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Style, innovation & equality

(24): Per Götesson

London-based Swede brings thought-provoking and heavily draped menswear to an international crowd.

Edited by Robin Douglas Westling Written by Jimmy Guo

Copenhagen, Denmark — An MA alumnus from the Royal College of Art in London, Swedish-born Per Götesson got his break when he was hand-picked by Lulu Kennedy to show at London Collections: Men. Now with three shows under his belt, Götesson’s thought-provoking and heavily draped collections are catching the attention of magazines such as i-D and Dazed as well as some of the most selective stockists all over the world.

Growing up, you’ve said wanted to become an artist but ended up being a fashion designer.

— I think I really realised that I wanted to work in fashion when I was working on my application to Beckmans School of Design. I can’t really say why, it just happened really naturally. But I don’t really think that being a fashion designer means I’m not an artist.

You have a BA from Beckmans School of Design in Stockholm. What was it like studying there?

— It wasn’t until I started at Beckmans that I felt fashion design became real for the first time. My cohort was incredible with many strong personalities. I think the best things I got from there were some of my best friends and the network among classmates and professors. Beckmans is a small school so it becomes like a family. It really is a luxury to have free education in Sweden because it doesn’t put pressure on schools to take on too many students. It’s something we need to cherish.

After Beckmans in your enrolled your MA at the Royal College of Art in London where you’re now based. How has London influenced you as a designer?

— London is multi-cultural mega hub and for me it has given me a lot of freedom. The drawback is that London is very individualistically minded and it can at times seem like you can never work hard enough to get anywhere. Establishing my brand in London influences me a lot and the network I have opens a lot of doors.

After showing your MA collection at the Royal College of Art you debuted at London Fashion Week just a few hours later. How was that possible?

— Lulu Kennedy, the Founder and Director of Fashion East & man, got in touch with me a month or so before my graduation show. I got super nervous and told my program director Zowie Broach. She told me I was very lucky as she had only just decided to only let us show a single look from our finals collection. That meant I could debut my collection with just a few additions.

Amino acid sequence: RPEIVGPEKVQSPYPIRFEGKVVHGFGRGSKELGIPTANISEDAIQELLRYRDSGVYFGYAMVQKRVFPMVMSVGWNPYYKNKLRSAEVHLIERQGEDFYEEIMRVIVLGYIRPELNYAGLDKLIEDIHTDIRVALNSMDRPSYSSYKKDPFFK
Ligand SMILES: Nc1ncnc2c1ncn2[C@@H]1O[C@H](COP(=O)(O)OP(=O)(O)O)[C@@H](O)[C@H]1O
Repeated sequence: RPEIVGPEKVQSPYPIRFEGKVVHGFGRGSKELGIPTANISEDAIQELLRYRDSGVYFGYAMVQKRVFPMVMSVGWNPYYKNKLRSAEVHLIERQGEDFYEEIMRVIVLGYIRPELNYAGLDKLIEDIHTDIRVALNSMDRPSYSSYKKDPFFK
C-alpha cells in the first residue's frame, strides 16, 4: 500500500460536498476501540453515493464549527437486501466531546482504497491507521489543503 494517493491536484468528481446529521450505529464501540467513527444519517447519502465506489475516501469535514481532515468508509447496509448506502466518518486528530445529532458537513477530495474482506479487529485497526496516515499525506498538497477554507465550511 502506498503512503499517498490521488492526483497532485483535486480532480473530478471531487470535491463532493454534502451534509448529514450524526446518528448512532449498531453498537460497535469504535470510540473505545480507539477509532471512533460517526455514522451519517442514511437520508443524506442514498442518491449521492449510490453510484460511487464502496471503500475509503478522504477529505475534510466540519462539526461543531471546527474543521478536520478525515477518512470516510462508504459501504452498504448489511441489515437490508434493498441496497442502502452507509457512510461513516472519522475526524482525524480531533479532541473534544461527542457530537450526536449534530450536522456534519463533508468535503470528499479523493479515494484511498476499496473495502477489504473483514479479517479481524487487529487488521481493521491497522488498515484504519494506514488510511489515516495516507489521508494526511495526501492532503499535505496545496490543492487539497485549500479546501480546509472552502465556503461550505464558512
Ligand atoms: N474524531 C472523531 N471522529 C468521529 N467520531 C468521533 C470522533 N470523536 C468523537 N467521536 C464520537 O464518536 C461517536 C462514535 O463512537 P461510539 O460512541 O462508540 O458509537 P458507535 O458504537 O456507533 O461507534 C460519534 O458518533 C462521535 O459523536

During your studies, you’ve said that your design aims to create a uniform for rebels, like a suit made for riots. Is this still present in your work?

— Yes, the starting point is the same. I think it’s important that the end product is desirable and that there are layers of thought behind it. I want the uniform I create to be both poetic and functional, but there’s always an issue with it I’m trying to explore and resolve. Having a bit of humour is very helpful.

You tend to work a lot with denim and in earlier interviews you’ve called it “the tailoring of the people”. What other materials inspire you?

— Lately, I’ve become obsessed with lycra. I tend to be drawn to quite basic fabrics. I don’t like having too many options and I relish the challenge of making something mundane desirable.

What inspires you as a designer?

— What’s most inspiring to me is looking at how other people dress. I really like when you can tell that someone feels beautiful and sexy in what they wear. Even if I wouldn’t dress like them myself.

What are your thoughts on Swedish menswear?

— I haven’t been back home to Sweden in more than a year so I don’t have the most up-to-date idea of how Swedish men dress today. But when I went to Copenhagen recently I thought that many men looked good, but they move in groups dressed like clones of each other. Sweden feels a bit more bohemian in comparison.